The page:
friday feast: a rib tickler

“Barbecue sauce is like a beautiful woman. If it’s too sweet, it’s bound to be hiding something.” ~ Lyle Lovett


This ever happen to you?

You’re eating something healthy —  veggie stir fry, tofu salad, homemade granola — when suddenly, an innocent little voice whispers in your ear:

“baby back ribs.”

Of course you ignore it. You’re sticking to your plan. No meat for you.

You. Are. Strong.

But with your next purposeful, politically correct bite, the voice gets louder:

“Dry Rub.”

And louder:

“Sweet, Smoky, Spicy. Fall-off-the-bone tender. Lick your greasy fingers.”

You cover your ears, but


After a short pause


Man, oh, man. How can anyone resist? It’s not even a question of willpower. Human beings invented fire just to be able to cook big slabs of meat outside, and the need to tear said meat from bones with our bare teeth is positively primal.

What to do?

Toss that dainty napkin, throw away your fork. Fan those flames and revel in the smoke. Smear sauce on your face and repeat after me:

Oink . . . Grunt . . . MOO . . .


* * *

Tuesday night Baby Backs at Sweetwater Tavern, Centreville, VA


by Tony Hoagland

The waitress says
the man at Table Three
is making noises.

You’d think she would be used to grunting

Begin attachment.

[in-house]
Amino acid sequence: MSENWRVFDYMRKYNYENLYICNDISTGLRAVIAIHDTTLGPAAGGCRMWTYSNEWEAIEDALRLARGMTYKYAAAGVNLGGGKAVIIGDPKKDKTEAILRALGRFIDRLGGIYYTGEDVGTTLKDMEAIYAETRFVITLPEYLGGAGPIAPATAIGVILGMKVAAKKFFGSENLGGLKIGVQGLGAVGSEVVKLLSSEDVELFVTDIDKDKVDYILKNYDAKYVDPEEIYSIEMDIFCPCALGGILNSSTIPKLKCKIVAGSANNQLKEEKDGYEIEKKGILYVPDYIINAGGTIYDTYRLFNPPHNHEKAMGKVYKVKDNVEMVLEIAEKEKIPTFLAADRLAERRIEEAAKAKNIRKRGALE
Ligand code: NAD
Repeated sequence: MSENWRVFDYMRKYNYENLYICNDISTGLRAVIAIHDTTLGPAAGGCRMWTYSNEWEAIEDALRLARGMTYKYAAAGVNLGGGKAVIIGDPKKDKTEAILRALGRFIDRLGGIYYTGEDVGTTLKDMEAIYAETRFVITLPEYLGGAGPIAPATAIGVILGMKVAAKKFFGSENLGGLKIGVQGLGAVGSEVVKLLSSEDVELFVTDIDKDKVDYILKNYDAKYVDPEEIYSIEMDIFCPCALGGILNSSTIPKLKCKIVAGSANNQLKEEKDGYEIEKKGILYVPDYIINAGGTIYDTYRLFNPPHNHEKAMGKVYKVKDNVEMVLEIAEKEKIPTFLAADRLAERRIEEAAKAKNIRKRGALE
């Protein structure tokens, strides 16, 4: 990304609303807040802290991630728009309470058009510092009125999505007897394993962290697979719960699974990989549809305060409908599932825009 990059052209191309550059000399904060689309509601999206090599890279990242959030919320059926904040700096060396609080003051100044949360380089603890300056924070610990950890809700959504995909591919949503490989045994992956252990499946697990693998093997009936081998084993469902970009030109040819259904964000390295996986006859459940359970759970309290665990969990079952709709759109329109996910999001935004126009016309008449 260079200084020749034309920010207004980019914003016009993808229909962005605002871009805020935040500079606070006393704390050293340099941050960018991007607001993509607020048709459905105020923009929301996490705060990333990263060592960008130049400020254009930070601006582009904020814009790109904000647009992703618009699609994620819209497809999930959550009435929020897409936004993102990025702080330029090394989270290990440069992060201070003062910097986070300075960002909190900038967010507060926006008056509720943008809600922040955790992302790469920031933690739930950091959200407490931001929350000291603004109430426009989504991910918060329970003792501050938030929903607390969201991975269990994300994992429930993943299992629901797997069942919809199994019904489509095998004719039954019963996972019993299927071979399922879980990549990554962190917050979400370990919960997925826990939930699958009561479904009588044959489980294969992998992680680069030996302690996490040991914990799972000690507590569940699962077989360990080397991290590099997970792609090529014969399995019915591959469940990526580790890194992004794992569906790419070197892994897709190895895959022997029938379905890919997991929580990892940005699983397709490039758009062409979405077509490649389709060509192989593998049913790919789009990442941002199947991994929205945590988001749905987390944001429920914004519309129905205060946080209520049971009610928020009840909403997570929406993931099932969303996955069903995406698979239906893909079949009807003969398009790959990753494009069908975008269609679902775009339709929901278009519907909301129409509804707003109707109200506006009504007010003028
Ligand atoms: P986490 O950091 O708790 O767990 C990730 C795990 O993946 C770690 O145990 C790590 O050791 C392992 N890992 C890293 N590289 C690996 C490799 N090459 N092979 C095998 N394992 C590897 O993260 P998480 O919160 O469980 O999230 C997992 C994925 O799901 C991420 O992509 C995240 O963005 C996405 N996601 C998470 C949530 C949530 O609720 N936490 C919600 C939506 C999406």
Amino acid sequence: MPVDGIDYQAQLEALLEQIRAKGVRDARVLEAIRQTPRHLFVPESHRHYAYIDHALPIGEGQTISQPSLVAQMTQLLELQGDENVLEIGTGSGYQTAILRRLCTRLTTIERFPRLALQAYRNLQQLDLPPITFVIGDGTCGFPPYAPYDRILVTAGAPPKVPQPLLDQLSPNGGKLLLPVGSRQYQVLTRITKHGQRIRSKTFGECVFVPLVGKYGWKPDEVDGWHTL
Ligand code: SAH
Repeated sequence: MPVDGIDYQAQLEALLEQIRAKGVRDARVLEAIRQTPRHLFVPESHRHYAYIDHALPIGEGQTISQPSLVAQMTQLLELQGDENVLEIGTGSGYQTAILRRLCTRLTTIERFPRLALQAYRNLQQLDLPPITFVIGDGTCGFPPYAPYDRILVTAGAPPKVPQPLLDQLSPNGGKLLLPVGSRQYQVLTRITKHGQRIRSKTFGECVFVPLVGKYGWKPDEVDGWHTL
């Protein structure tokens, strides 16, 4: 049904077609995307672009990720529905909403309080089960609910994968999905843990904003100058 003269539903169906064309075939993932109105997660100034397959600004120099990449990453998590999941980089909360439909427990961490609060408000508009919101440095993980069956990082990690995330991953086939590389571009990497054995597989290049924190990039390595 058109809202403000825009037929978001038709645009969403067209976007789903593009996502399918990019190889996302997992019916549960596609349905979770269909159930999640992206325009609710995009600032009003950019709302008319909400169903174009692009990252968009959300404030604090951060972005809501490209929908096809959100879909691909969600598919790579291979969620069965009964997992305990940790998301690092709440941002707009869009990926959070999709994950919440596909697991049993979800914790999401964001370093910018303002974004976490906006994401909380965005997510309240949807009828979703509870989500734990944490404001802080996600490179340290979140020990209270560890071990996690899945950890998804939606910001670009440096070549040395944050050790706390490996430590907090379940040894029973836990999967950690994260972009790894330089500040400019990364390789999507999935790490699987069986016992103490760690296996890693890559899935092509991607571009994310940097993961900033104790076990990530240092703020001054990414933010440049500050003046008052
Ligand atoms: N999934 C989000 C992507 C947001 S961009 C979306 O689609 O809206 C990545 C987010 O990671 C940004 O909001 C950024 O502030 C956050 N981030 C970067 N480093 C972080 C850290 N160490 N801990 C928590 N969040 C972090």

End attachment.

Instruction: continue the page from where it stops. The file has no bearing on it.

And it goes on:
when the sun goes down
at Melvin’s Rib Château,

but this one’s whispering amen
into his marinade,
getting sauce all over his Armani.

It could be
he’s an escapee
from a gated community

of tofu burgers and arugula,
having succeeded his way
into a milieu

of Pilates and Lipitor.
Now he’s speaking in tongues,
saying, Bring me

another slab of mastodon,
in Aramaic.
It is the sound of

a biblical digging-down.
A rescue mission
of smoked pig and Budweiser.

Trying to find out
if his inner philistine
still has an appetite.

via Texas Monthly, June 2008

* * *

I tried the Pulled Pork at Culpeper Cattle Company recently. Good cornbread and sweet potato fries. Oink!

It’s fascinating how barbecue means different things to different people. If you tossed that word around in Hawai’i, you’d probably be talking about beef teriyaki or Korean barbecue — marinated shortribs (kalbi) or thin slices of tender beef (bulgogi).

But for everyone else it’s basically “Southern Barbecue” with all its regional manifestations — choice of meats, cuts, and various sauces (brushed on or served on the side).

In addition to being seduced by baby back ribs now and again, I still think about the juicy, tender-as-butter brisket I had at The County Line in Austin, Texas, years ago. Even though I’ve always been partial to fish, beef like that makes you sit up and moo (they also have the best cole slaw I’ve ever eaten in a restaurant).

So what’s your pleasure? Chicken, pork or beef? Do you like a vinegar-based sauce, or a sweet tomato-y sauce? Who makes the best ribs in your neck of the woods?